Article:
By Chidem Kurdas
Richard Posner’s new book, A Failure of Capitalism: The Crisis of ’08 and the Descent into Depression, probably reflects the conventional wisdom of the day. By this view, the twin credit and real estate bubbles and resulting collapse happened mainly because banks were deregulated. The solution is a more active government to restrain and supervise financial institutions.
Theoretical welfare economics set real markets against an idealized government, James Buchanan pointed out. Markets were rife with imperfections; collective action would apply perfectly calibrated corrections. But then public choice economics looked at the workings of the real thing, “politics without romance,” as Mr. Buchanan put it. Now the old double standard has re-emerged in nostrums offered for the financial industry.
Asked who’s to blame for the crisis, Mr. Posner told a journalist: “Primarily the deregulation movement—people like me who didn’t carve out banking from the other industries to be deregulated.” Banks are too centrally important to be deregulated, according to the chastened deregulating judge and prolific author.
Robert Solow, in a review of Posner’s book, largely agrees, though he makes the point that the current economic malaise should properly be called a serious recession rather than a depression as Posner styles it. Panglossian ideas about “free markets” encouraged lax or no regulation of a potentially unstable financial apparatus, Mr. Solow says.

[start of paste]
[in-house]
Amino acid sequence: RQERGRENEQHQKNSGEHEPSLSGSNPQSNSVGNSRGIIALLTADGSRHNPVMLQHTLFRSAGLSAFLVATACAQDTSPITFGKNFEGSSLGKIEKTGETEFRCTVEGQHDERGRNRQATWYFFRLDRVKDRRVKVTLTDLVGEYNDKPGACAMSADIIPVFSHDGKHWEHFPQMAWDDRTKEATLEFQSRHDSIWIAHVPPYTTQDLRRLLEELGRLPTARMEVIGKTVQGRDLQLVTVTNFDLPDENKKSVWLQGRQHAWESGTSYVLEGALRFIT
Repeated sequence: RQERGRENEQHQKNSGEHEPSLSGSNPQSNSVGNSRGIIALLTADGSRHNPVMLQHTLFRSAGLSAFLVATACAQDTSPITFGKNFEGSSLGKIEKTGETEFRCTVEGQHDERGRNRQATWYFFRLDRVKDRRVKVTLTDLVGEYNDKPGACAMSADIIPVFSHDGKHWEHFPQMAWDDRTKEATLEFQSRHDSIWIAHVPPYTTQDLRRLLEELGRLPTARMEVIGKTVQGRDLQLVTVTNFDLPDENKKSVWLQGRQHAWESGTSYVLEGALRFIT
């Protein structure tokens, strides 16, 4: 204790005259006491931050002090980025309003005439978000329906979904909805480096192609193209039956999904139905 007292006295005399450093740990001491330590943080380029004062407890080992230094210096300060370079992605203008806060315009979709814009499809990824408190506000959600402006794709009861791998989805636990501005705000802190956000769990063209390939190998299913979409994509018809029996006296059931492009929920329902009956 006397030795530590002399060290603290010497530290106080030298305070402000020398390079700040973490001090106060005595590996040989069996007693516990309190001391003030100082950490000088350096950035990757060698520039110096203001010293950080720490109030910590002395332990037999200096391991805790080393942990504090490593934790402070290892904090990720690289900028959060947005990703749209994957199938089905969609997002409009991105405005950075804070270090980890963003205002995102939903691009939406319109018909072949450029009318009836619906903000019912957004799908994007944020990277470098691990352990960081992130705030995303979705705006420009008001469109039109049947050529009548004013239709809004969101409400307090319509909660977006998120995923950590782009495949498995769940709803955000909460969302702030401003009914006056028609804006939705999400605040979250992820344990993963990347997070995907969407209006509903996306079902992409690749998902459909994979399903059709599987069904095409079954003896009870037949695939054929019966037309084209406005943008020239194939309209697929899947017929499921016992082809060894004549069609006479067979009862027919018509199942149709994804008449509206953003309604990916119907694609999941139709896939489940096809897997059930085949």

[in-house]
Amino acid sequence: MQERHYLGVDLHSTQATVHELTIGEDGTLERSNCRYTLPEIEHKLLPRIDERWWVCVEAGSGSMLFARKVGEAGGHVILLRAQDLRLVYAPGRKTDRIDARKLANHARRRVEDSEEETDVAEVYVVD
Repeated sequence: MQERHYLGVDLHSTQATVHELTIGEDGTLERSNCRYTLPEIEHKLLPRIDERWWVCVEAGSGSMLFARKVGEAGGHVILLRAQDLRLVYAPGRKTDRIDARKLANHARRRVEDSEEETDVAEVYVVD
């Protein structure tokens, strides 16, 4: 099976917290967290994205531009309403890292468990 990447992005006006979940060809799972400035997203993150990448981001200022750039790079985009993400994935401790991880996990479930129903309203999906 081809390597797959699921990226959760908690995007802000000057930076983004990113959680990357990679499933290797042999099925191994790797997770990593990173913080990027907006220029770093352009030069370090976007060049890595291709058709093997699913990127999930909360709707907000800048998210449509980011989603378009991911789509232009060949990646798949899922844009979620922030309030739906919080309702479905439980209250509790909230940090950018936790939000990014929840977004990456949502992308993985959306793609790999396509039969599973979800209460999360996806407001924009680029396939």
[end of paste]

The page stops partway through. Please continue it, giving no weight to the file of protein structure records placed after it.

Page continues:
One can find numerous examples to counter the notion of regulation as cure-all, but the folksy-sounding Fannie Mae and Freddie Mac are probably the most dramatic instances. The Federal National Mortgage Association and Federal Home Mortgage Corporation, to give their full names, were set up by the government to purchase and securitize mortgages. They sit at the very center of the economic crisis.
They own or guarantee trillions of dollars of mortgages. When they became insolvent last year, they were taken over by the government, as had been expected all along. The US Treasury committed a total of $400 billion to bail out Fannie and Freddie, while sparing them the stress tests other financial institutions underwent.
Powerful politicians like Barney Frank have long protected the mortgage giants, even after their accounting scandals in the early 2000s made Enron look like a babe in diapers. The government does not keep its own financial house clean. In fact it has spawned a uniquely corrupt political-financial mortgage complex. Why the presumption that the same government can keep other financial institutions out of trouble?
You could argue that Fannie and Freddie are special cases. As part of a big political agenda, they are treated differently. “I think we see entities that are fundamentally sound financially and withstand some of the disaster scenarios,” Mr. Frank said in 2003 about the mortgage giants. At another hearing that year, he said: “I want to roll the dice a little bit more in this situation towards subsidized housing.”
No question, politics came to play big time. But why wouldn’t politics come to play with other financial businesses? There are interest groups that stand to gain or lose in all financial decisions. There will always be politicians who want the roll the dice towards a certain direction.